Physiological and Biochemical Responses of Lettuce to Thymol, as Allelochemical
- 37 Downloads
Nowadays, allelopathic investigations have focused to identify action mechanisms of this compounds on target organisms in natural habitats. It may tend to introduce new natural herbicides and pesticides for replacing the synthetic ones. In the present study, the allelopathic effects of thymol on lettuce (Lactuca sativa L.) as a model plant were investigated in physiological and biochemical aspects. At the first stage, the effect of different concentrations of thymol on some growth parameters, including seed germination, radicle and plumule growth were evaluated to determine the optimum concentration for the continuation of our experiment. Then, the lettuce seedlings were cultured in pots containing peat and were irrigated with Hoagland nutrient solution supplemented with thymol at the concentration of 50 and 100 μg/mL. The effect of these treatments on physiological, biochemical aspects of the plant were studied following the plant growth. The results showed whereas, the shoot fresh and dry weights and photosynthetic rate in the treated group were decreased significantly compared to the control group at P ≤ 0.05, photochemical efficiency of photosystem II, total protein concentration, proline content and the activity of some antioxidant enzymes such as polyphenol oxidase, ascorbate peroxidase and catalase were increased in treated plants than control ones. However, there was no significantly change in chlorophyll content in treated group than control. It can be concluded that the thymol as an allelochemical caused some physiological and biochemical responses in the lettuce which are much similar to induced responses under abiotic stress. Indeed, it induces a kind of stress named as allelochemical stress.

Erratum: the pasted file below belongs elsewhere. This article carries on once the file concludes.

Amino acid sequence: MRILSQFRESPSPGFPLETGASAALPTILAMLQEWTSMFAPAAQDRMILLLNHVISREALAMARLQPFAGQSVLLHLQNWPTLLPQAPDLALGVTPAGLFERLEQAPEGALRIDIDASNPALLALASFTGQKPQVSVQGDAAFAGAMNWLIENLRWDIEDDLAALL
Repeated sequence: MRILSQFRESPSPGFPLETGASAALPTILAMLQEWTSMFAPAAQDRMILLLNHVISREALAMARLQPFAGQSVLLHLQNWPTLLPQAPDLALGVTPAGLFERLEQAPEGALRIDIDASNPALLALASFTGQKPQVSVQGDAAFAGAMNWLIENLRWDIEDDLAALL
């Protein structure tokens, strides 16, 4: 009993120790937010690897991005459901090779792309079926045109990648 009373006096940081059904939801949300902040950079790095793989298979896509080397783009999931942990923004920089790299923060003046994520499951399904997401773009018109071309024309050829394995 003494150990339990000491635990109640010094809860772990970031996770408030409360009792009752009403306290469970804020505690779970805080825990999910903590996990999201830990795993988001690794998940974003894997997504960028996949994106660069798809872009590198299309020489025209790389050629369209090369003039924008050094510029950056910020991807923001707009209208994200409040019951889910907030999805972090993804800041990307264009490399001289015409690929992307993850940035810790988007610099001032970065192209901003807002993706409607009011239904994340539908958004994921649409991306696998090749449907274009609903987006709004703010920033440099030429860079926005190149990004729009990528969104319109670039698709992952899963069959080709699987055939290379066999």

KeywordsLactuca sativa thymol allelopathy ascorbate peroxidase polyphenol oxidase catalase
Unable to display preview. Download preview PDF.
- 2.Narwal, S.S. and Tauro, P., Suggested methodology for allelopathy laboratory bioassay, in Allelopathy: Field Observation and Methodology, Narwal, S.S., Ed., Joudpur: Sci. Publ., 1996, pp. 255–265.Google Scholar
- 3.Naylov, R.E.L., Weed Management Handbook, Oxford: Blackwell, 2002.Google Scholar
- 6.Razavi, S.M., Heseinzadeh, S., and Navid, S.L., The effects of (–)-carvone as an allelochemical compound on germination, growth and activity of enzymes in lettuce plants, Plant Stress Physiol., 2014, vol. 1, pp. 35–42.Google Scholar
- 8.Mostefaii, A., Protein Gel Electrophoresis, A Guide to Theory and Practice, Tehran: Tazkiyeh Publ., 1999.Google Scholar
- 10.Shen, Q., Zhou, W., Li, H., Hu, L., and Mo, H., ROS involve the fungicidal actions of thymol against spores of Aspergilus flavus via the induction of nitric oxide, PLoS One, 2016, vol. 11, pp. 1–14.Google Scholar